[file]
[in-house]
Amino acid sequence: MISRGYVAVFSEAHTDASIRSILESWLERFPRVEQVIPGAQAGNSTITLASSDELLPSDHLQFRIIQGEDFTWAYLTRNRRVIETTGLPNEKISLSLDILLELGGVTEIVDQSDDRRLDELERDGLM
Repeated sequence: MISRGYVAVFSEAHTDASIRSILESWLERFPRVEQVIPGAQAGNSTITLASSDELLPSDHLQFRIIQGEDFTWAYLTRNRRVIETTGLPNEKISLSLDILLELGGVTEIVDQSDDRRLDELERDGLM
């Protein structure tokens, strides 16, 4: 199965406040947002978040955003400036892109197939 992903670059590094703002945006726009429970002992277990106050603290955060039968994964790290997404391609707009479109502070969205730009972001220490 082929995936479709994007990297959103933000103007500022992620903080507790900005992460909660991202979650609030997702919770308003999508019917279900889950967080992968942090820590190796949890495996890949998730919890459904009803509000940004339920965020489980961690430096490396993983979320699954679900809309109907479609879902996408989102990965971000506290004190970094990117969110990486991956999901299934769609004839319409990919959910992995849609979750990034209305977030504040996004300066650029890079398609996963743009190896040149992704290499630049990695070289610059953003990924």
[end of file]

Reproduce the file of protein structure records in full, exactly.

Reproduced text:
[in-house]
Amino acid sequence: MISRGYVAVFSEAHTDASIRSILESWLERFPRVEQVIPGAQAGNSTITLASSDELLPSDHLQFRIIQGEDFTWAYLTRNRRVIETTGLPNEKISLSLDILLELGGVTEIVDQSDDRRLDELERDGLM
Repeated sequence: MISRGYVAVFSEAHTDASIRSILESWLERFPRVEQVIPGAQAGNSTITLASSDELLPSDHLQFRIIQGEDFTWAYLTRNRRVIETTGLPNEKISLSLDILLELGGVTEIVDQSDDRRLDELERDGLM
């Protein structure tokens, strides 16, 4: 199965406040947002978040955003400036892109197939 992903670059590094703002945006726009429970002992277990106050603290955060039968994964790290997404391609707009479109502070969205730009972001220490 082929995936479709994007990297959103933000103007500022992620903080507790900005992460909660991202979650609030997702919770308003999508019917279900889950967080992968942090820590190796949890495996890949998730919890459904009803509000940004339920965020489980961690430096490396993983979320699954679900809309109907479609879902996408989102990965971000506290004190970094990117969110990486991956999901299934769609004839319409990919959910992995849609979750990034209305977030504040996004300066650029890079398609996963743009190896040149992704290499630049990695070289610059953003990924």